The Russian federal space agency, Roscosmos, launched their Soyuz MS-10 crew vehicle with two new crewmembers that were set for the International Space Station. However, the launch – which took place on Thursday at 0840 UTC from Baikonur – failed a few minutes into flight. Soyuz MS-10 was then aborted on a ballistic entry, before safely landing downrange of the launch site.
The crewed Soyuz, which would normally ferry three people to the Station, was carrying a reduced crew complement as part of Russia’s initiative to keep their total crew presence on Station to just two until the launch, late next year, of their primary science lab, Nauka.
However, those plans are unlikely to apply now Soyuz MS-10 has failed to arrive at the ISS, with the Soyuz FG likely to be grounded for some time as a State Commision invesigation takes place.
"To find out the reason for the accident on the SOYUZ-FG. My decision (to form) State Commission. Already started work. Telemetry is (being) studied. Rescue services worked from the first second of the Accident. The Soyuz-MS emergency Rescue system Worked. The crew is Saved." https://t.co/n1mZwKB51C
— Chris Bergin – NSF (@NASASpaceflight) October 11, 2018
Soyuz MS-10 Background:
The Soyuz MS-10 spacecraft (serial No. 740 and callsign “Burlak” – a burlak being a person who hauled barges and other vessels upstream from the 17th to 20th centuries in the Russian Empire) was in build operations for several years in preparation for what was a scheduled 6-month mission to the International Space Station.
Earlier this year, Soyuz MS-10 successfully passed a series of pressure and acoustic tests to verify its fitness to carry crew to orbit, a process completed on 20 July with certification of the craft’s hermeticity – airtight-ness.
By 14 August, the core stage of the Soyuz-FG rocket – to which the four strap-on liquid rocket boosters would be mounted – was in the Launch Vehicle Integration and Test Facility (LV ITF) for pre-mate processing, signaling the start of launcher integration.Booster mate operations began the following day.
Five weeks later, the two-person crew entered final training as integration of their Soyuz MS-10 spacecraft and Soyuz-FG rocket continued.
Final training activities included fit and leak checks of their flight suits as well as hands-on checkouts inside the Soyuz MS-10 craft for the radio communications system, laser ranging system, data files, flight program, and cargo.
That same day, 26 September, Soyuz MS-10 was officially cleared for fueling with propellant and compressed gases by the Technical Management team.
On 3 October, after a Designer’s Inspection of the craft clear it for flight, Soyuz MS-10 was mated to its adaptor – the hardware that connects it to the top of the Soyuz-FG rocket’s third stage.
Soyuz MS-10 was then encapsulated into its payload fairing and moved from the Spacecraft Assembly and Testing Facility to the LV ITF on 6 October.
Once there, Soyuz MS-10 was mated to the top of the Soyuz-FG third stage before the emergency rescue system – that will pull the crew to safety in the event of a mishap during the count or first few minutes of launch – was fitted to the top of the payload fairing.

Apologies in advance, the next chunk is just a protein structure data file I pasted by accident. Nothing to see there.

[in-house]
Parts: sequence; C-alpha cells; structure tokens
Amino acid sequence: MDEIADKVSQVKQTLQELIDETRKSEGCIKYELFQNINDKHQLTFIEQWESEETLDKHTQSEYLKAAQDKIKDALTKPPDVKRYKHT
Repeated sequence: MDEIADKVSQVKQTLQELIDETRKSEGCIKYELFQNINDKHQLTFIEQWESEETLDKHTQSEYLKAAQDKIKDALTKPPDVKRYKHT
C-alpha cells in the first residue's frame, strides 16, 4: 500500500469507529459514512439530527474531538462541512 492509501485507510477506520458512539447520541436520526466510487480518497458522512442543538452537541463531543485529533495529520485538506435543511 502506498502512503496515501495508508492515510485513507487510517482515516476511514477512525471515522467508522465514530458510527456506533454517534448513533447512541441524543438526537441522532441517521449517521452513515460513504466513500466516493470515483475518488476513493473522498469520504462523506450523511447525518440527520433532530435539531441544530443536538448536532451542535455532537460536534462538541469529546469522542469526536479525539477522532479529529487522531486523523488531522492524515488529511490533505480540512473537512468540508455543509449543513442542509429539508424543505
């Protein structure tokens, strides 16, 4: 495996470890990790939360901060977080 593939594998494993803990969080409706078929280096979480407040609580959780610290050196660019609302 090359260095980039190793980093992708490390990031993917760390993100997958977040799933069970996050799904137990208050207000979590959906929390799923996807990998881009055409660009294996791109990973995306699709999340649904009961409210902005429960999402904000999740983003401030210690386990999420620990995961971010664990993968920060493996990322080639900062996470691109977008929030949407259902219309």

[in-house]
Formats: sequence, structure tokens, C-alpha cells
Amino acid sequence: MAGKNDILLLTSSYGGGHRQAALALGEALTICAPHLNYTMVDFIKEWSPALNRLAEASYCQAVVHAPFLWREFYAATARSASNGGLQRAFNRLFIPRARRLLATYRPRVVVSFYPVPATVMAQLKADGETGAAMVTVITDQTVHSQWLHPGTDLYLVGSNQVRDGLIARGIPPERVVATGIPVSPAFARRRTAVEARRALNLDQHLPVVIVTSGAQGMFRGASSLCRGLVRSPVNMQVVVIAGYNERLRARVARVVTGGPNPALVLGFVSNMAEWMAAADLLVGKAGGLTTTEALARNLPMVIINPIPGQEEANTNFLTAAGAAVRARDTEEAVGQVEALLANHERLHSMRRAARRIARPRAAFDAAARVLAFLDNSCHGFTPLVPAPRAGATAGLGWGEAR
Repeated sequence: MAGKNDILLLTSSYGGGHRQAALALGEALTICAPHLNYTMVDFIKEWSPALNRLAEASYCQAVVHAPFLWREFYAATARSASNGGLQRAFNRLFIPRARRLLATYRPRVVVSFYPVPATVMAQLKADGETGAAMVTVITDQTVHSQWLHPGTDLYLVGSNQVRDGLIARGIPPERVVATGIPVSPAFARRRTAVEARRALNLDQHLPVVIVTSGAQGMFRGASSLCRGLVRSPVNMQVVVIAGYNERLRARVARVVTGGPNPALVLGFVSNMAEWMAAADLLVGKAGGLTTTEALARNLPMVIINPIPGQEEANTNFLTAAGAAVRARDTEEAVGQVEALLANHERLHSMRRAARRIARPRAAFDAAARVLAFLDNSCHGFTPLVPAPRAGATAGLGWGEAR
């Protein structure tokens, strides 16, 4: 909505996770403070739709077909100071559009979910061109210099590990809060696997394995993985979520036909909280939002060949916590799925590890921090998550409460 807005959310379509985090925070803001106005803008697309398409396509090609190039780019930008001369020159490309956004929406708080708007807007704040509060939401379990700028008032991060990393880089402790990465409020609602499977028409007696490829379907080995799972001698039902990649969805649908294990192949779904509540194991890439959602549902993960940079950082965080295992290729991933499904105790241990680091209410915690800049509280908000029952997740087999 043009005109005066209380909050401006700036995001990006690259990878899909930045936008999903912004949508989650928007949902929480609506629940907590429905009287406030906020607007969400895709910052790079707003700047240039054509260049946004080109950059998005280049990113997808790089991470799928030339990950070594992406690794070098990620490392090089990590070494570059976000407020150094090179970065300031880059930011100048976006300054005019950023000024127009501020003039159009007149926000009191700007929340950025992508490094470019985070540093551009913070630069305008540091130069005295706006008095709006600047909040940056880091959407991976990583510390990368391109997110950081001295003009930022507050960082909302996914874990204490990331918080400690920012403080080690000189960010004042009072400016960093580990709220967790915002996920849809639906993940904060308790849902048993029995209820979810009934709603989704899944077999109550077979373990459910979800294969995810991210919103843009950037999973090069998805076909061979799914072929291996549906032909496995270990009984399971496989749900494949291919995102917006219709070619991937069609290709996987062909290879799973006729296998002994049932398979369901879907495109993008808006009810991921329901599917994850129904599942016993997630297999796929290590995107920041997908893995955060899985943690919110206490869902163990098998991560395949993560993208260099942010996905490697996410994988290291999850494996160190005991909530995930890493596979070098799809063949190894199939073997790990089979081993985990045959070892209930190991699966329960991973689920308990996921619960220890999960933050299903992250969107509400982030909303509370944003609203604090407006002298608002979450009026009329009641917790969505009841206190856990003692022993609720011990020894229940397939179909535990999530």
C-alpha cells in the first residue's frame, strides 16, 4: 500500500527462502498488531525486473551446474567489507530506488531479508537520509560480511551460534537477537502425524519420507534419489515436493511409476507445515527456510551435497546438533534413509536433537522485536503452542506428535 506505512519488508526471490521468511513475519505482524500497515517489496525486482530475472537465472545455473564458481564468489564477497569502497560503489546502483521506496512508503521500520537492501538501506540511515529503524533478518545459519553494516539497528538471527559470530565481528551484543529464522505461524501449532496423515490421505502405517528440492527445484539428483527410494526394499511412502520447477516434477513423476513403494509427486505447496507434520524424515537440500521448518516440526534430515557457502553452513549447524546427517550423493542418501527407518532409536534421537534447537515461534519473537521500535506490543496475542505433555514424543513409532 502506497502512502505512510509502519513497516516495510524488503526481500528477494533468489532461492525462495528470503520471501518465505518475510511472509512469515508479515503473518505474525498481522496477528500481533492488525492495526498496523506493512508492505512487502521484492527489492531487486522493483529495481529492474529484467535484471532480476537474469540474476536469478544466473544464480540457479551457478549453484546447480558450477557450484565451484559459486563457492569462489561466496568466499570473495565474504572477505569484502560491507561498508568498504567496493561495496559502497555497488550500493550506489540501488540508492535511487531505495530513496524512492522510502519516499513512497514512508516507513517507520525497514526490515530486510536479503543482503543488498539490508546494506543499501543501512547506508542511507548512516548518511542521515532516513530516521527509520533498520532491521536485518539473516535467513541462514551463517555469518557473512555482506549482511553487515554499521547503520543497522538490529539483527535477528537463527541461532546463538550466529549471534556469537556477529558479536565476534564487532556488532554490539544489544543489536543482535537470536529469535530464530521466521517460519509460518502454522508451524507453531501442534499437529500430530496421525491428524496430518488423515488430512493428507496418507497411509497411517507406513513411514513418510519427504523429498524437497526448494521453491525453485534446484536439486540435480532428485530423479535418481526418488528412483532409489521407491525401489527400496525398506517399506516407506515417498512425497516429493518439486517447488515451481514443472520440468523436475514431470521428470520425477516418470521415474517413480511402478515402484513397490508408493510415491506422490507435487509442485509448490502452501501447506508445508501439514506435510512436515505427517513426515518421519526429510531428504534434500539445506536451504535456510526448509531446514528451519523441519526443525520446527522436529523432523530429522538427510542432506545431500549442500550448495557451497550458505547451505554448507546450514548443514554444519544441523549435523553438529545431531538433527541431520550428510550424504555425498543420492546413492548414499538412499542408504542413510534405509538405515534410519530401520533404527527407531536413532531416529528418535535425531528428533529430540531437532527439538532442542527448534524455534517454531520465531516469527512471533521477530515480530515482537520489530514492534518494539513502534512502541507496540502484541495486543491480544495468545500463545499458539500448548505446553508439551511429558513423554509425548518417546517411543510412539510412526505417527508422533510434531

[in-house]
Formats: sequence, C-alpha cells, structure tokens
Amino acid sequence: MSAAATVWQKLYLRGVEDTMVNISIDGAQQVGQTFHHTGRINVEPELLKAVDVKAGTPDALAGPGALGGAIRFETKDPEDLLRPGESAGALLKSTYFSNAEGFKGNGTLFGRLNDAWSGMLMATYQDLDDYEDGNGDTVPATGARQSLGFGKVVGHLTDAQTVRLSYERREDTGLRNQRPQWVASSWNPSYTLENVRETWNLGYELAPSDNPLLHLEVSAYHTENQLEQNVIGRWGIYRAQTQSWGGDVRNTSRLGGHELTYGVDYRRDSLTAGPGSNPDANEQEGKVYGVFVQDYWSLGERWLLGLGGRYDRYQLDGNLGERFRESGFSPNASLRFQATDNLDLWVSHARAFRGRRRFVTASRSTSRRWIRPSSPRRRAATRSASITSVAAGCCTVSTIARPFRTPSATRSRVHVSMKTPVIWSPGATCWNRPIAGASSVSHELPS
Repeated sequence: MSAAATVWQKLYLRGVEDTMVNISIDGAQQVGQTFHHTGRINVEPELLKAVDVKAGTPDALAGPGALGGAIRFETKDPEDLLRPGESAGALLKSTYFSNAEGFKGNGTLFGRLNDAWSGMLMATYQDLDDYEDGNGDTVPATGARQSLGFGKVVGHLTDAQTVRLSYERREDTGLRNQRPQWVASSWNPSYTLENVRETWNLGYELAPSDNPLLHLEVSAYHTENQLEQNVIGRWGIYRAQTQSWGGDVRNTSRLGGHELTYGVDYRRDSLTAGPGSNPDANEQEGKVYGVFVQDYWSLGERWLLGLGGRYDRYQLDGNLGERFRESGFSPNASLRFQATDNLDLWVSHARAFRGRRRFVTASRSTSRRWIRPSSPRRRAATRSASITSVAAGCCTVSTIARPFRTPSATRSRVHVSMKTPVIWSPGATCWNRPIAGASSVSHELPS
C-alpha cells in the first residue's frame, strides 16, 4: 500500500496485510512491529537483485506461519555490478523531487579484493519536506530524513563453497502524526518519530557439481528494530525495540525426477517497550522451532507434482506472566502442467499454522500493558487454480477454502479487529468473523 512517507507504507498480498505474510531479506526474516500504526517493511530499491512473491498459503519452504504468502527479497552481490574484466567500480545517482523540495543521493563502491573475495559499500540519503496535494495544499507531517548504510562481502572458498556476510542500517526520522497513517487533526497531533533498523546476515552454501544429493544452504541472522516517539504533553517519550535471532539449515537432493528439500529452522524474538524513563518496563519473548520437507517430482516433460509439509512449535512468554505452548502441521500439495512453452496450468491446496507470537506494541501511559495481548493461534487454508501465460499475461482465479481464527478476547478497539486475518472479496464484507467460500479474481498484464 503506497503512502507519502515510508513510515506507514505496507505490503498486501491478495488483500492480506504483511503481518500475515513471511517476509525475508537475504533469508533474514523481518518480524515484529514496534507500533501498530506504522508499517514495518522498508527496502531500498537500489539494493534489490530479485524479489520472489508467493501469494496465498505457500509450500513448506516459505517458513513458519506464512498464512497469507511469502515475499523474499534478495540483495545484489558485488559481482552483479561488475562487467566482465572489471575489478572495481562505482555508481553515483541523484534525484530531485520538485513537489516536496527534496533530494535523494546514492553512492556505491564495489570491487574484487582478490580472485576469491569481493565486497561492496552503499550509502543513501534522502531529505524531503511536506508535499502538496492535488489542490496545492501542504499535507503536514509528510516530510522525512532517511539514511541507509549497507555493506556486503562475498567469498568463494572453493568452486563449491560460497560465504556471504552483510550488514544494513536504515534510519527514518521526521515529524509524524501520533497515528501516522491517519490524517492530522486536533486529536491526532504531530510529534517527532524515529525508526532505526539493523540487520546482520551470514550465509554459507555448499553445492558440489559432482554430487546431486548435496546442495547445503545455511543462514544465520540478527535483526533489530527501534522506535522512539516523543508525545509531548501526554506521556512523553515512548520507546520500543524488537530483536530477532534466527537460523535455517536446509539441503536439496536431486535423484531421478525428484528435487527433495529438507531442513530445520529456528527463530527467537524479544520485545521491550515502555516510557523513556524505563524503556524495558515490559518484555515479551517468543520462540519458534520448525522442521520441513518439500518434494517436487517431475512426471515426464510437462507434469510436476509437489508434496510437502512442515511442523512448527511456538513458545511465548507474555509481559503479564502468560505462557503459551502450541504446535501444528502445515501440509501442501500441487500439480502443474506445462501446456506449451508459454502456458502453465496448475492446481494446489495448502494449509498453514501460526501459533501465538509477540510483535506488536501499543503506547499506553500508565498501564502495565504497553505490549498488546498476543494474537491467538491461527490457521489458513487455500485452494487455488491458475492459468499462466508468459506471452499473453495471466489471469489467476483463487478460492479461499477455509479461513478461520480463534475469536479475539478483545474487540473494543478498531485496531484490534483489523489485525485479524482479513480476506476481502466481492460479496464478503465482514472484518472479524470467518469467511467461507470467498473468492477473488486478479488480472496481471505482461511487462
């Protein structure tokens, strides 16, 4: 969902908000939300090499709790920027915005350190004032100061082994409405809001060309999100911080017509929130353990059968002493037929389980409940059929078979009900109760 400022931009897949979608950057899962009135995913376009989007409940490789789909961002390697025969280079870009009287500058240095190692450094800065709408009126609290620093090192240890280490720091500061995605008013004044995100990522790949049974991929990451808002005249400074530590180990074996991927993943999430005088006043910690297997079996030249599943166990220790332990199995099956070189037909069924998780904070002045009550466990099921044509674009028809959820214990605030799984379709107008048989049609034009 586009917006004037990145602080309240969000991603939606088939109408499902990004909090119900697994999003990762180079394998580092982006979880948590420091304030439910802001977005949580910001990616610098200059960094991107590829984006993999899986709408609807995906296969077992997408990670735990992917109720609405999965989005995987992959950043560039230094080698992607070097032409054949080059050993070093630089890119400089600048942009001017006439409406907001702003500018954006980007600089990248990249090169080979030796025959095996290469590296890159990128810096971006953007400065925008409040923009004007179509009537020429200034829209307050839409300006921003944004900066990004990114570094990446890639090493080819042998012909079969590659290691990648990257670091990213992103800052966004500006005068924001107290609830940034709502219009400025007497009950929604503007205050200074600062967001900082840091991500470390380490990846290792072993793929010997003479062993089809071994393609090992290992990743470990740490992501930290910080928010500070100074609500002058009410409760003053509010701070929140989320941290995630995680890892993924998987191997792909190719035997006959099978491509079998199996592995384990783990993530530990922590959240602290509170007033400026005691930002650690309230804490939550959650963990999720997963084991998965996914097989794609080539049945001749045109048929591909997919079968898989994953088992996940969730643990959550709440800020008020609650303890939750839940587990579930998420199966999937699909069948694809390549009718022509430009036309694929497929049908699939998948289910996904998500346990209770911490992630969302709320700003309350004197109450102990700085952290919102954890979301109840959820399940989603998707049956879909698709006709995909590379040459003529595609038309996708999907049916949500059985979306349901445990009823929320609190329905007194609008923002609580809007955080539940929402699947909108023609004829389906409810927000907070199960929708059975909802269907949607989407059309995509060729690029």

Before today, the emergency escape system had never been needed on the Soyuz-FG rocket, but it was used on 26 September 1983 during the Soyuz T-10-1 launch. In the final seconds of that count, the Soyuz T rocket caught fire on the launch pad, and the launch escape system pulled the crew away from the rocket just two seconds before the vehicle exploded.
That incident was – until now – the only time in spaceflight history that a launch abort system had been used with a crew onboard the spacecraft.
For Soyuz MS-10, the craft and its third stage were mated to the already-integrated second and first stages before final checks cleared the rocket for transport to the launch pad, which occurred on Tuesday, 9 October.
Per the plan, Soyuz MS-10 launched at 0840:15 UTC – 04:40:15 EDT (and 14:40:15 local time) from Site 1/5 at Baikonur – the same launch pad from which Yuri Gagarin embarked on the first human spaceflight on 12 April 1961.
Overall, this was the 139th Soyuz spacecraft launch and the 65th flight of a Soyuz-FG rocket, which had a 100% success rate since its introduction on 20 May 2001. That was until today.
After leaving the pad, the Soyuz-FG pitched East-Northeast to align itself on the proper azimuth for the 51.6° orbital inclination of the International Space Station. At the time of launch, the Station was 1,445 km east-northeast of the launch site at an altitude of 414 km.
The Baikonur Cosmodrome lies at 45.96° N, meaning rockets headed for the Space Station (as with Florida ISS launches) must travel in a northeasterly direction, not due east, even though the first ISS module was launched from Baikonur.
This is because due east flights from Baikonur would over-fly parts of China and Mongolia – a flight path Russia seeks to avoid so that all stages of powered ascent from Baikonur take place over Kazakhstan and the Russian Federation.
Normally, it takes 8 minute 45 second for the Soyuz-FG rocket to deposit Soyuz MS-10 into orbit – at which point the craft’s power generating solar arrays and communications antennas will immediately deploy. However, this mission suffered a failure at just over two minutes into flight, around the time of booster sep.
Another view – from Russian TV coverage – of the Soyuz FG failure. Timing was at booster sep.https://t.co/vugdw7NLCc
— Chris Bergin – NSF (@NASASpaceflight) October 11, 2018